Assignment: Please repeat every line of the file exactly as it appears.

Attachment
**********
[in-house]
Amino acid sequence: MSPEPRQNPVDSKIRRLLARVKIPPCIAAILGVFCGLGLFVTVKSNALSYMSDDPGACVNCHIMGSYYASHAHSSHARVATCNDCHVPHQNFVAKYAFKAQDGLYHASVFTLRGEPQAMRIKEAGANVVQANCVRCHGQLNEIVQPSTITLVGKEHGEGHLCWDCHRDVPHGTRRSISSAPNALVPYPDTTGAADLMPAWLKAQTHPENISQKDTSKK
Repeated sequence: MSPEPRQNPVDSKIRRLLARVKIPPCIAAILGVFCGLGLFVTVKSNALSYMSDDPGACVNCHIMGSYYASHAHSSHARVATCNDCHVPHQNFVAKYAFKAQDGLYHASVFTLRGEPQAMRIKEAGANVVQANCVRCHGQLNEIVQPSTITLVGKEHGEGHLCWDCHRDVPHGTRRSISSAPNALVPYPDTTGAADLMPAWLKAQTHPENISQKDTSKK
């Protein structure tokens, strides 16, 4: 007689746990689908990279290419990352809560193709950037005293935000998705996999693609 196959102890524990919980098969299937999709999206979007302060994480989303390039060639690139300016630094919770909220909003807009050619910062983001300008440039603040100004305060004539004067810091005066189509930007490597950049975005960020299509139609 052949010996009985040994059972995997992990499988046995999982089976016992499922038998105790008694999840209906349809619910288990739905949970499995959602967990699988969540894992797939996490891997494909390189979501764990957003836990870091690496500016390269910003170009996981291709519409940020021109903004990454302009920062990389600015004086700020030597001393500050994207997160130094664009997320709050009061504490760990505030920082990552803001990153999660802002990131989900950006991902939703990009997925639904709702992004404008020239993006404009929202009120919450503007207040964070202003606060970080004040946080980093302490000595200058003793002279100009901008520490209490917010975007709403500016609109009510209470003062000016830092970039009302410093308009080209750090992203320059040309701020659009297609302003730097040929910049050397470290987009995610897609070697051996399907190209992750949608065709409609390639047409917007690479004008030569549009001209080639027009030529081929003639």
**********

[in-house]
Amino acid sequence: MSPEPRQNPVDSKIRRLLARVKIPPCIAAILGVFCGLGLFVTVKSNALSYMSDDPGACVNCHIMGSYYASHAHSSHARVATCNDCHVPHQNFVAKYAFKAQDGLYHASVFTLRGEPQAMRIKEAGANVVQANCVRCHGQLNEIVQPSTITLVGKEHGEGHLCWDCHRDVPHGTRRSISSAPNALVPYPDTTGAADLMPAWLKAQTHPENISQKDTSKK
Repeated sequence: MSPEPRQNPVDSKIRRLLARVKIPPCIAAILGVFCGLGLFVTVKSNALSYMSDDPGACVNCHIMGSYYASHAHSSHARVATCNDCHVPHQNFVAKYAFKAQDGLYHASVFTLRGEPQAMRIKEAGANVVQANCVRCHGQLNEIVQPSTITLVGKEHGEGHLCWDCHRDVPHGTRRSISSAPNALVPYPDTTGAADLMPAWLKAQTHPENISQKDTSKK
């Protein structure tokens, strides 16, 4: 007689746990689908990279290419990352809560193709950037005293935000998705996999693609 196959102890524990919980098969299937999709999206979007302060994480989303390039060639690139300016630094919770909220909003807009050619910062983001300008440039603040100004305060004539004067810091005066189509930007490597950049975005960020299509139609 052949010996009985040994059972995997992990499988046995999982089976016992499922038998105790008694999840209906349809619910288990739905949970499995959602967990699988969540894992797939996490891997494909390189979501764990957003836990870091690496500016390269910003170009996981291709519409940020021109903004990454302009920062990389600015004086700020030597001393500050994207997160130094664009997320709050009061504490760990505030920082990552803001990153999660802002990131989900950006991902939703990009997925639904709702992004404008020239993006404009929202009120919450503007207040964070202003606060970080004040946080980093302490000595200058003793002279100009901008520490209490917010975007709403500016609109009510209470003062000016830092970039009302410093308009080209750090992203320059040309701020659009297609302003730097040929910049050397470290987009995610897609070697051996399907190209992750949608065709409609390639047409917007690479004008030569549009001209080639027009030529081929003639």